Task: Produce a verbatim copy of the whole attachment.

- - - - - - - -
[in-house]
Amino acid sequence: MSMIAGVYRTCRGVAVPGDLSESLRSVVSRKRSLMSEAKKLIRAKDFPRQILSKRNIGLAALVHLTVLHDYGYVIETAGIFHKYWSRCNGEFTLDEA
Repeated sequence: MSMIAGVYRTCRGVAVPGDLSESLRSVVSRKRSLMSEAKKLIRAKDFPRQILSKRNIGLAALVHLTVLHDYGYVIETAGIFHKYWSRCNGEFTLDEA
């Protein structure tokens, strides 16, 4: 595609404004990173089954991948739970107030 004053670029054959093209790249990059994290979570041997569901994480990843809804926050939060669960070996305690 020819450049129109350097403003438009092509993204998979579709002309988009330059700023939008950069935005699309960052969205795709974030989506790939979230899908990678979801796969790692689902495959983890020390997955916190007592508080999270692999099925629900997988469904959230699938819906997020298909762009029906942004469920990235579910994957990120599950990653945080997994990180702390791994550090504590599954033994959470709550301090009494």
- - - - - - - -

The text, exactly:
[in-house]
Amino acid sequence: MSMIAGVYRTCRGVAVPGDLSESLRSVVSRKRSLMSEAKKLIRAKDFPRQILSKRNIGLAALVHLTVLHDYGYVIETAGIFHKYWSRCNGEFTLDEA
Repeated sequence: MSMIAGVYRTCRGVAVPGDLSESLRSVVSRKRSLMSEAKKLIRAKDFPRQILSKRNIGLAALVHLTVLHDYGYVIETAGIFHKYWSRCNGEFTLDEA
């Protein structure tokens, strides 16, 4: 595609404004990173089954991948739970107030 004053670029054959093209790249990059994290979570041997569901994480990843809804926050939060669960070996305690 020819450049129109350097403003438009092509993204998979579709002309988009330059700023939008950069935005699309960052969205795709974030989506790939979230899908990678979801796969790692689902495959983890020390997955916190007592508080999270692999099925629900997988469904959230699938819906997020298909762009029906942004469920990235579910994957990120599950990653945080997994990180702390791994550090504590599954033994959470709550301090009494």